The people in Wellington say that the local government approach to maintaining the three waters (drinking water, stormwater and sewerage) has failed and propose setting up four separate entities across the country that will each be able to borrow enough money to right the deficiencies now apparent.
Certainly they will be able to borrow truckloads more money than councils (via their ratepayers) could afford under current arrangements, without it showing up on the central government books.
Contributing Northlanders will make up 8 per cent of the numbers of the mooted new northern entity. The closest the three waters setup gets to local democracy is the opportunity for Auckland-Northland combined to contribute five or six seats on a co-governance board with iwi representatives; that board gets to select the members of an independent board that will then select the board that will actually be in charge of the entity. Democracy in action? Co-governance in action? Yeah, right.
A chronically inappropriate funding model (property rates) has resulted in a build-up of unmet needs for renewal and upgrading of waters infrastructure nationally; it is challenging to provide for the needs of the future while attending to the demands of the present.
Something needs to change all right. I have always said it is the local government funding model that is stuffed, not local government, so it's good to have an alternative. However, the consequence of the approach, whether deliberate or incidental (apart from aggregation of power and control more to the centre), will be the reaming out of local government, particularly small rural units like ours.
It has been said that those closest to an issue are best placed to make decisions about it. This has been used to justify decisions on local issues being made by local government rather than from the lofty towers. I'm not so sure.
On the one hand, centralisation risks losing the benefit of local knowledge and perspectives; on the other hand, local government is constrained from investing in maintenance and renewal of infrastructure by the impact on ratepayers' pockets. It has historically been difficult to achieve more than meeting just immediate needs rather than taking a longer-term strategic approach. This is the failed funding model (property rates) again.
Localism enables people most affected by decisions to influence them; the best localism relies on judgment informed by observation and experience of the operating environment (of course the worst of localism is based on short-sighted parochialism). The centralised model being now promoted by central government in relation to health, education, regional planning (RMA) and three waters risks excluding local people from contributing to good decisions for their communities.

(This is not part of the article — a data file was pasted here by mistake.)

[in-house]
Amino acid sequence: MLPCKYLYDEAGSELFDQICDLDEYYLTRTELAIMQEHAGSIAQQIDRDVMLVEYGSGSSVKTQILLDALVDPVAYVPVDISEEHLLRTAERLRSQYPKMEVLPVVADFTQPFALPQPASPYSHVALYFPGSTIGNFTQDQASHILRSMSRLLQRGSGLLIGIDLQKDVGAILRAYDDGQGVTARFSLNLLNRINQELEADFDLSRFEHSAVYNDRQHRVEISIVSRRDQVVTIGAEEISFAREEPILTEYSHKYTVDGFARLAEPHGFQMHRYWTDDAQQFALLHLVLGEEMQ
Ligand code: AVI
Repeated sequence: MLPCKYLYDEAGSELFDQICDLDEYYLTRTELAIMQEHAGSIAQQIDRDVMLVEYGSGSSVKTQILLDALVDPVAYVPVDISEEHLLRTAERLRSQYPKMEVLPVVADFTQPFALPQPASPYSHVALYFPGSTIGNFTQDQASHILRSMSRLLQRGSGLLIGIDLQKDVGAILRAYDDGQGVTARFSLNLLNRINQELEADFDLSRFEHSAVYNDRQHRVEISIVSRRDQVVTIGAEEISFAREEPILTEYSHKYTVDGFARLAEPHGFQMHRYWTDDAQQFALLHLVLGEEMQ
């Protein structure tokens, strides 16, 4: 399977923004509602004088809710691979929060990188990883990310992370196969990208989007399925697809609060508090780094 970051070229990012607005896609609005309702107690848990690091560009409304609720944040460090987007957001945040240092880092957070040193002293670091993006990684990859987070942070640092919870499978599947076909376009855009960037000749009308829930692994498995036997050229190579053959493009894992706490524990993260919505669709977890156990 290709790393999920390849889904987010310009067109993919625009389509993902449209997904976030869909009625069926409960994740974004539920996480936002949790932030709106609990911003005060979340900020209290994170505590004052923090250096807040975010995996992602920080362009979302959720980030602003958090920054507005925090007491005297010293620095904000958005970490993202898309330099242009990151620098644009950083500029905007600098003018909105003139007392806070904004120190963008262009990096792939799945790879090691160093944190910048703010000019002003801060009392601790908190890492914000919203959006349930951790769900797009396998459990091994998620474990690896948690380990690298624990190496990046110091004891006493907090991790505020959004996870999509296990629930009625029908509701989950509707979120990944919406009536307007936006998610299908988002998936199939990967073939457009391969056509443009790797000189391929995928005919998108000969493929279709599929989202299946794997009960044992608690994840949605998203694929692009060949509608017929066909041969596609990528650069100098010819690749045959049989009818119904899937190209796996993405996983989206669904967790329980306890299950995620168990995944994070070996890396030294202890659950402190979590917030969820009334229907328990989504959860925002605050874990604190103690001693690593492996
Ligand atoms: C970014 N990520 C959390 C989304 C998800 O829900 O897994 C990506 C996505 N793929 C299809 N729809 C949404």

It is difficult to counter the "idiot factor"; local government has its share, but the electoral process tends to provide a counterbalance. Experts can be idiots too and, if in places of influence in larger organisations, the consequences of their idiocy are so much greater.
Former KDC commissioner and current mayor of Waitomo District John Robertson has suggested following the structure used for the public roading network, with a central funding agency to support local authorities roading budgets based on a formula that follows a range of criteria. I imagine the problem with this for central government is a substantial entry on central government's debt ledger, and this could affect its credit rating. This can be overcome by the proposed reforms because the new entities will be able to borrow independently of Government.
So here's my idea – meld together the best of localism with the best of what a centralised approach can make. Charles Handy refers to this as the "big but small" of "twin citizenship". In other words, a central agency/ies to provide funding and local authorities (in whatever form they may take after 2024) to deliver the services.
The funding agency may need to own the assets to have something to borrow against; so be it if the structure works for the benefit of its users. In addition to finance, my idealised central structure would also use its scale for purchasing, staff training and innovation/research.
This would support better local service delivery, making best use of local knowledge and, importantly, providing local accountability.
• Mark Vincent is an elected member of the Kaipara District Council.